Cover Story (522)

PORTLAND – One of the state’s most beloved cultural events is back after a one-year break, albeit in a different form.

PortFringe, the Portland-based fringe theatre festival, was forced to take last summer off as a result of the COVID-19 pandemic. They made the decision to come back this summer, marking their 10th year, but with so much uncertainty still swirling, they opted to try something different.

Instead of a collection of live performances, they’d move to film.

The result is “Fringe-on-Film,” a collection of 21 short films created for the festival. Some of the artists are longtime PortFringe participants, while others are first-timers. But all have fully embraced the chaotic creativity that is fringe.

These 21 films have been divided into seven programs of three films each. PortFringe will be hosting virtual watch parties for each slate, with each of the seven receiving four screenings in all. It’s an assemblage of all the wild weirdness that we’ve come to expect from PortFringe, but this time, instead of traveling to one of the many venues that have hosted the festival in the past, you can enjoy the work from the comfort of your own home.

It’s not the ideal situation, of course – like so many other artists, the powers that be at PortFringe would like nothing more than to return to a world filled with live performance. But for now, this is the next best thing.

While the shared social events will be taking place from June 11-19, fear not - if you're unavailable to see these pieces at one of the virtual watch parties, there will be an on-demand period stretching from June 20-30, with pay-what-you-can ticketing. You'll have plenty of opportunity to see some or all of this wonderful work.

Tara McDonough and James Patefield are two of the forces behind PortFringe; the pair was kind enough to make time to answer a few of our questions about the festival, the pivot to film and the never-say-die spirit of Fringe.

As we prepare to hurtle headlong into the summer after the Memorial Day weekend, we should do our best to really embrace the opportunities for outdoor fun provided by the too-brief summer months. The clock is ticking – it’s time to really start leaning the fun in the sun portion of 2021. Even the cruelest of weather patterns will allow us a few days over the coming weeks in which to get out and enjoy what the season has to offer.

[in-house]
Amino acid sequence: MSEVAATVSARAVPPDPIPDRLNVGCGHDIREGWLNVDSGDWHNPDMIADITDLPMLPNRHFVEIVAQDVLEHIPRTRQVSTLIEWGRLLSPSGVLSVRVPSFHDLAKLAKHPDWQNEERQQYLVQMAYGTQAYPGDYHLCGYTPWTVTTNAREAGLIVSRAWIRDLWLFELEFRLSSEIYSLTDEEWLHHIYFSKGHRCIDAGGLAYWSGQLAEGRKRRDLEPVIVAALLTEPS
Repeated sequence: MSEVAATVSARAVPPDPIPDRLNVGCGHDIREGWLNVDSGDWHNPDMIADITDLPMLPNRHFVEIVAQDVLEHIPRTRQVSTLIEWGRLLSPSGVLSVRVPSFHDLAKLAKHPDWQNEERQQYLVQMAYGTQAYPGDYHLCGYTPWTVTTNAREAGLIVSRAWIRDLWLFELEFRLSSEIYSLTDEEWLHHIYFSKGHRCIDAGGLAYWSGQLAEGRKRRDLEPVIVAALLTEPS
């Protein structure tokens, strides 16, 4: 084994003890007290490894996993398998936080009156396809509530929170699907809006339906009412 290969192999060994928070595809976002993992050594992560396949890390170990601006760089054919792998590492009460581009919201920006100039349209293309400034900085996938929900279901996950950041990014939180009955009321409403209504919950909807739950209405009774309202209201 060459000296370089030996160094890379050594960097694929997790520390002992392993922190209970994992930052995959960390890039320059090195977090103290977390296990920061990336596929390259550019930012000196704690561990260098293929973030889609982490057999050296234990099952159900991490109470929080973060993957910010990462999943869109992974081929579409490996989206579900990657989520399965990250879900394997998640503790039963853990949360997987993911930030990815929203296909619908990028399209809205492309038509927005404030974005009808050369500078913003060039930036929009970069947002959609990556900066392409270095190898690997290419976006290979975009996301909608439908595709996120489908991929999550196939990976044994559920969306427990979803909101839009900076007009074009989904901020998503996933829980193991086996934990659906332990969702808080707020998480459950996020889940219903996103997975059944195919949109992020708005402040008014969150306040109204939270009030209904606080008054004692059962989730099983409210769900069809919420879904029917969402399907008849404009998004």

However, there’s only so much lounging one can do. There are only so many places to go for a swim. And sometimes, you’re looking for something fun that doesn’t involve taking a trip to the coast or to your favorite dipping spot.

That’s where lawn games come in.

Nothing says summertime quite like being out in your yard with a frosty beverage in your hand and the scent of the grill in your nostrils. If you can add an element of competition to that, how can you go wrong?

There are plenty of traditional games that many of us have played since we were kids and will likely bring back fond (or not-so-fond) memories of summers gone by. However, there are also some more adult-oriented games that prove to be a lot of fun as well.

It should also be noted that there’s the still-extant issue of COVID-19 lurking out there. Things have been getting better, yes, thanks to Maine’s robust and well-executed vaccination plans, but there’s still risk out there. Gathering outside largely negates much of that risk, so it’s an ideal time to introduce or reintroduce lawn games back into the rotation. These days, outdoor fun is about the safest fun there is.

We’re going to take a look at a few personal favorites. We’ll revisit a couple of classics, but we’ll also bring some newer games to the table – some that you may have heard of before, others you may not have. And among these newer games, chances are good that you’ll find at least one that speaks to you in that so-special “crush your enemies and see them driven before you” summertime kind of way.

(As an aside, if there’s anyone out there with a set of vintage lawn darts that they’re looking to get rid of, by all means contact me. Nothing says summertime fun like potential grievous bodily harm and the looming specter of death. This is very real talk – This e-mail address is being protected from spambots. You need JavaScript enabled to view it if you’ve got a line on getting me my Jarts fix.)

Let’s talk lawn games.

Monday, 24 May 2021 15:31

Bari Newport bids goodbye to Bangor

Written by Allen Adams

BANGOR – One of the Bangor area’s artistic stalwarts is saying goodbye.

Bari Newport, longtime artistic director of Penobscot Theatre Company, is moving on after nine seasons at the PTC helm. She will be continuing her artistic journey at GableStage in Miami, Florida, assuming the mantle of producing artistic director at the company.

Over the course of her tenure at PTC, Newport has been at the forefront of the steady growth of the region’s creative culture. The company has long been a foundational piece of the artistic fabric of the area; under her stewardship, the already outsized presence of the company continued to grow.

The company has thrived under her leadership. She was a major part of the ongoing effort to renovate the interior of the Bangor Opera House, updating the space in ways beneficial to both comfort and aesthetics. It was also on her watch that the company purchased and renovated the former firehouse that would become the combination scene/costume shop known colloquially as “the Theatre Factory.”

And of course, there’s the work itself.

Putting together a cohesive season for a regional theatre is no small task, but Newport has assembled some excellent ones during her time here. Finding the balance between artistic challenge and aesthetic spectacle, she was able to build seasons that provided broad appeal for audiences and broad opportunities for actors both near and far.